24. #24
    Life-long Learner DesigningByCoffee's Avatar
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    I must admit, I didn't really like long blacks as a rule. Didn't really like black coffee from the plunger. But love espresso done well. But always found long blacks a little tasteless TBH.

    But got an aeropress for Christmas with a standard able disc.
    Tried to make it like a small plunger (1.5 scoops or so, fill with water etc etc). No good. Had to add milk. But I've recently been experimenting – I will now admit these little fellas can make a great brew! Not espresso - but a very smooth, sweet & strong brew if you do it right and have the right roast.

    IMHO you do need a filter style roast - so I roast just to the first snaps of second crack - but aim there faster than I usually would for espresso - say 1-2 minutes faster overall. This is not ideal for espresso - a little to acidic/sour for that, but perfect in the A/P.

    Technique? Boil water. Half fill the AP by setting rubber plunger at 2.5 and fill. Quickly tip this water into the chosen cup (small latte glass or whatever). This process knocks some temp off the freshly boiled water and warms the cup.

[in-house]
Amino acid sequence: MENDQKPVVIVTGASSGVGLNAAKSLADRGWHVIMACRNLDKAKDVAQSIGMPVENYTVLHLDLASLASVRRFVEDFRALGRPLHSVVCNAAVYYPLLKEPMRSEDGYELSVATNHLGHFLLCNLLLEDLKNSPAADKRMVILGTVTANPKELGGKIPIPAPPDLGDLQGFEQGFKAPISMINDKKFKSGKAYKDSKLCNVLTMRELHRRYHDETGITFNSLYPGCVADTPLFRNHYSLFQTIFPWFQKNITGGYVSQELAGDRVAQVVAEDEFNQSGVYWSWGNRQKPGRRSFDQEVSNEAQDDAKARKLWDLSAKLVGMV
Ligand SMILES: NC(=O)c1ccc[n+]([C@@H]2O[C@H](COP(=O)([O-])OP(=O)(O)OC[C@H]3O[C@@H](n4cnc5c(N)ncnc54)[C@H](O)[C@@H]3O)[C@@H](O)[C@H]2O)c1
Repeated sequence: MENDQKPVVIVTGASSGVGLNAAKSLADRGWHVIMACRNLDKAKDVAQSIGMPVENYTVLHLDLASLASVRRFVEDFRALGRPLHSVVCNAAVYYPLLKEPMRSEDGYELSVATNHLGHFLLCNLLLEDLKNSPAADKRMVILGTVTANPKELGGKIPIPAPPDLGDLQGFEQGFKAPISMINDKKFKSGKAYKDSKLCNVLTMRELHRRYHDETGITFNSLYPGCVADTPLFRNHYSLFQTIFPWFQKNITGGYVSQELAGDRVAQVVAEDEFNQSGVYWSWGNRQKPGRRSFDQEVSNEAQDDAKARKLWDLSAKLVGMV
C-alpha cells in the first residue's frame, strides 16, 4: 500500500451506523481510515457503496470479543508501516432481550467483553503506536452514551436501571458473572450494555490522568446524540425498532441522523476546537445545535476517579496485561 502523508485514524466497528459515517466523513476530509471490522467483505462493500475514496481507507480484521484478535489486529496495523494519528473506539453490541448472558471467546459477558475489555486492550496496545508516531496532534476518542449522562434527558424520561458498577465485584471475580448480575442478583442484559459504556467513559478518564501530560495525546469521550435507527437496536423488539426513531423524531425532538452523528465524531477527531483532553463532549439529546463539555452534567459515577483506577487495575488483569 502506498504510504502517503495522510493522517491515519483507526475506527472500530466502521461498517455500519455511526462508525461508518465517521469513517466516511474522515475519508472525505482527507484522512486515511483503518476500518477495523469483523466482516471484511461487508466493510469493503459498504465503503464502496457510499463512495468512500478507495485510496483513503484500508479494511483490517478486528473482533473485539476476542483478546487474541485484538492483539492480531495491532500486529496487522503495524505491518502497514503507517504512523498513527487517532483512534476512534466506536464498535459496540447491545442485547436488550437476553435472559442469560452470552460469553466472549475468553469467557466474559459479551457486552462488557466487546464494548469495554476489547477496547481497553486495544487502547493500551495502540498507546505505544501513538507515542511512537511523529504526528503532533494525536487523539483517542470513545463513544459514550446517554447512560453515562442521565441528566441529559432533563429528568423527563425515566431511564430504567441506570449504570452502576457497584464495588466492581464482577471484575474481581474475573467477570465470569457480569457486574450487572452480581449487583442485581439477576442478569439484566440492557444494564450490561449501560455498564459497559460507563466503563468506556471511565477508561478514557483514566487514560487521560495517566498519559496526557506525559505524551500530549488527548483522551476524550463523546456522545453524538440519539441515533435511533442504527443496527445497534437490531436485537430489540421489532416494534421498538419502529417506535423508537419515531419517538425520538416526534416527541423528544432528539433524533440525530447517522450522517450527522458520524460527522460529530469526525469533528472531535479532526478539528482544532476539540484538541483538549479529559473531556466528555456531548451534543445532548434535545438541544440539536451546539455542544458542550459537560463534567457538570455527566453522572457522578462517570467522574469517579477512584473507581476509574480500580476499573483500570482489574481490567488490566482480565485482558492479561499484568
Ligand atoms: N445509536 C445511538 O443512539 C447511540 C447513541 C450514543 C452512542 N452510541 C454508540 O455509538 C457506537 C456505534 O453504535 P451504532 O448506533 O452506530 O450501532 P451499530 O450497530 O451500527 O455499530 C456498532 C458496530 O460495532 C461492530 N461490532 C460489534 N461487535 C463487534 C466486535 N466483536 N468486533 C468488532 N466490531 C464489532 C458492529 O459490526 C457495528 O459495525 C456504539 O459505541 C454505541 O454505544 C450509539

Add a double shot worth (2 scoops / 20g?) of normal espresso ground coffee. Tip the water from the cup back in. Stir for about 10 secs. Filter on, turn over, press through. With fine coffee this will take a bit of time - say 30sec or so.

    Unlike what I was used to in plunger, this gives a really sweet strong brew with none of the bitterness I used to expect from strong black plunger coffee. Kinda like a triple shot herbal tea if that makes sense, rather than a black bitter coffee.

    Not espresso - but very tasty! You do get some of that syrupy goodness with this puppy - you can actually see the extracted oils that have lined the side of the cup after drinking

    I did a roasting/brewing workshop at a church retreat over the weekend, and ran a few batches of lighter roasted Yirg through this puppy for some hardcore coffee heads - they were all mighty impressed!

    So stick with it - try and get some filter style roasted coffee - and have fun experimenting!
    Cheers Matt
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    Senior Member Yelta's Avatar
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    Quote Originally Posted by DesigningByCoffee View Post
    I must admit, I didn't really like long blacks as a rule. Didn't really like black coffee from the plunger. But love espresso done well. But always found long blacks a little tasteless TBH.
    Sounds like your taste is similar to mine Matt, I find a long black a bit thin and gutless , and a shot is not a large enough drink for me, particularly in the AM.

    A few years back I was introduced to the "Lungo" My version is approx 90 to 100ml extracted from 18 grams of coffee over 30 seconds, to me its the best of both words, plenty of body and flavour with lots of crema.